Academics Embrace Digital Health: Bringing Measurement and Participation To Medicine
I was thrilled this morning to read about UCSF’s newly-created Center for Digital Health Innovation (CDHI), an effort to organize and catalyze the university’s efforts and activities in this vital, emerging space.
This initiative seems to be driven by much the same spirit that led a group of us to establish the Center for Assessment Technology and Continuous Health(CATCH) at MGH and MIT: the recognition that healthcare faces unprecedented challenges — challenges that emerging technologies and approaches to information can, must, and will help address.
Measurement refers to our increased ability to measure both people and process. Technologies permit us to understand both health and disease with far greater granularity, and in a continuous rather than episodic fashion, affording comprehensive understanding, and ideally enabling the sort of precision medicine for which UCSF Chancellor Susan Desmond-Hellmann has so passionately advocated. CATCH Director Dennis Ausiello and I have argued that phenotype is the new genotype, and that integrating the two may be especially powerful (and very challenging). Such integration has also beeneffectively championed by Eric Topol, Director of the Scripps Translational Research Institute and author of digital health’s defining book, The Creative Destruction of Medicine.
Technology also provides us the means to study the delivery of care, to critically evaluate quality and cost, and to identify opportunities for improvement. While medical research has not always paid adequate attention to these sorts of systems issues, healthcare’s apparent movement away from fee-for-service to some sort of value-based approach has highlighted the need to figure these questions out.
Participation is the second great theme of digital health, and emphasizes technology’s tremendous democratizing potential. While I don’t see doctors becoming obsolete, they will need to recalibrate themselves to a world of informed, involved patient and patient communities – and see this evolution for the enormous opportunity it unquestionably is.
Participation also involves the important subject of behavior, which is critically linked to health. Technology can provide new opportunities to better understand behavior patterns, and ideally, novel approaches to motivate and sustain behaviors that are more healthful. Many nascent digital health companies focus on these challenges.
None of this will be easy. Arguably our most significant learning thus far from keeping score has been how incredibly difficult it is to durably improve health(much less to do so in a way that reduces total costs – my “Milstein Metric,” and, the goal to which many aspire). Elegant gadgets and inexpensive appswon’t offer a magic answer, and engagement, as my favorite digital health provocateur Al Lewis points out, is not a panacea (though, like David Chase, I’d argue it’s more important than Lewis lets on).
In the end, we are likely to be propelled less by all the goodies a technology-enabled future might offer, and more by the growing, technology-enabled concern about the level of care we now receive. Digital health approaches, including sophisticated analytics, will not only capture practice variation, but can help guide us to more effective solutions.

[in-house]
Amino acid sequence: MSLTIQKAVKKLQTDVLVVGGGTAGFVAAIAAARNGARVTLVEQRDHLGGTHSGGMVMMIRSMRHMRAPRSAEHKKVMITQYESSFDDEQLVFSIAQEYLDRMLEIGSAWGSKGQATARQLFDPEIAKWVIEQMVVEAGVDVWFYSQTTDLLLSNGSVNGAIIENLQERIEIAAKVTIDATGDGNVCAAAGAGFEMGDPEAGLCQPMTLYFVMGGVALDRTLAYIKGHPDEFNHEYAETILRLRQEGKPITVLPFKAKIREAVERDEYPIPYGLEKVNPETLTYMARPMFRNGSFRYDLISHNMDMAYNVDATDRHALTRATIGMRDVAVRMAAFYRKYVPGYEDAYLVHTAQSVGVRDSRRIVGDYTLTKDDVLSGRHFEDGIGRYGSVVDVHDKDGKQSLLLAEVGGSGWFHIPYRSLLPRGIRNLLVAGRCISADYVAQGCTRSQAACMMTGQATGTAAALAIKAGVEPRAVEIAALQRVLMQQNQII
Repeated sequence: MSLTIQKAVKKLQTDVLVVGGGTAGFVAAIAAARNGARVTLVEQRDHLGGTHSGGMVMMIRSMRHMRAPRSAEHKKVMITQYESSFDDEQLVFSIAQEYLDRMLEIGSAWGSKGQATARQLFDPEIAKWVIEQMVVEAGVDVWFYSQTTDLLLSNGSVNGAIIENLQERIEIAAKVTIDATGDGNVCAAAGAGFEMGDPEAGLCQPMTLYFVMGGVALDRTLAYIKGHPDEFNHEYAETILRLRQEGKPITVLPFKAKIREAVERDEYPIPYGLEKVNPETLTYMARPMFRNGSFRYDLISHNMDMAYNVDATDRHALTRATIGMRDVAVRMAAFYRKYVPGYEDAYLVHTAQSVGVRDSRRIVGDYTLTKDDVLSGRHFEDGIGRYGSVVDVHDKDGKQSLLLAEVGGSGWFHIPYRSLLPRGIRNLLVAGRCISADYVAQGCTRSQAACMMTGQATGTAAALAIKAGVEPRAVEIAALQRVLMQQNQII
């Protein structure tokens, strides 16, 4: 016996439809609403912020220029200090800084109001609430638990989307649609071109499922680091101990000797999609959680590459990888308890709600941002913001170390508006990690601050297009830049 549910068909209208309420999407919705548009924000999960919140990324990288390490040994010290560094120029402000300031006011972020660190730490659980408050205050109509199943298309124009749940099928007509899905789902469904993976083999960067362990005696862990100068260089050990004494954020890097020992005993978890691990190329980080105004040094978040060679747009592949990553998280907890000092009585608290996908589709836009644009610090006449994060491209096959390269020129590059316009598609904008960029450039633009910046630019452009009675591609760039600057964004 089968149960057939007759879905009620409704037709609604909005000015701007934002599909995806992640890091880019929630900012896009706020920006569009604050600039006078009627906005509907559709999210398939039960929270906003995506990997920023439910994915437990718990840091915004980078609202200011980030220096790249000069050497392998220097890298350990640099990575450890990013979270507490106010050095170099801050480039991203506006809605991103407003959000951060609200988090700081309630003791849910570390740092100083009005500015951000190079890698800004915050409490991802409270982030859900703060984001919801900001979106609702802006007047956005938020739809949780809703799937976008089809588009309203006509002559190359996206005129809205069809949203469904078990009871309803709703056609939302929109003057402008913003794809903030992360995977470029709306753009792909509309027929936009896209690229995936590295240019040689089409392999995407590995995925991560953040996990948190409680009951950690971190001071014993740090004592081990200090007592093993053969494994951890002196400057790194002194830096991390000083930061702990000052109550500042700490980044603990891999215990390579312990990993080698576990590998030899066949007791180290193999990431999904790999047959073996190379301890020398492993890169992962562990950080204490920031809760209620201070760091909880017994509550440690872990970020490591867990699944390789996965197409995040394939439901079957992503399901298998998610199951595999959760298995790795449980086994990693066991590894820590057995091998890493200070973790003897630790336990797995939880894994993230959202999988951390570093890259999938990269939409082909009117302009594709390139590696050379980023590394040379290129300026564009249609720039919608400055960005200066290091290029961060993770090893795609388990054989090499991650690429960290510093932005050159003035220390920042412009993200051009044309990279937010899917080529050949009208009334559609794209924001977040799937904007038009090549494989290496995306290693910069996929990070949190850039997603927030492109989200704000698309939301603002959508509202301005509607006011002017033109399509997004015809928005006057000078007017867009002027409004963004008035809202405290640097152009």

A striking feature of both CATCH and the CDHI is the explicit recognition of the translational value of public-private partnerships, and of the need to capture and nurture the development of promising but preliminary ideas from providers in the trenches.
As the newly-designated director of the CDHI puts it,
“UCSF faculty and students are among the most creative and accomplished that you can find. Add to that the proximity to Silicon Valley, and you have the ideal environment for digital health innovation. Previously, faculty struggled to bring promising concepts to fruition due to lack of resources or technical or business expertise. Now, the CDHI will provide the administrative, financial, and technical resources, as well as the guidance and connections to create the public-private collaborations and partnerships needed to bring these exciting projects to market. Great ideas will no longer die on the vine.”
Although perhaps less obvious, organizations such as CATCH and the CDHI are also likely to provide technologists with more opportunities to connect with physicians, and to develop a more nuanced appreciation of the challenges they face. I’ve unsparingly pointed out that many brilliant and bold tech innovators don’t seem to know what they don’t know about medicine and health. At the same time, many are passionately interested in using their resources and know-how to improve health. Thus, CATCH and the CDHI may offer ideal settings in which important knowledge and cultural differences could be bridged, new understanding forged, and original ideas hatched and productively evolved.
The future of medicine and healthcare – as well as the future of medical products companies (whether or not they fully realize it) – is likely to increasingly depend upon the extent on our success in improving measurement and fostering broader participation.
Hopefully, initiatives such as CATCH and the CDHI will provide the nidus for digital health innovation within the trusted confines of premier academic medical institutions — and achieve results that extend far beyond.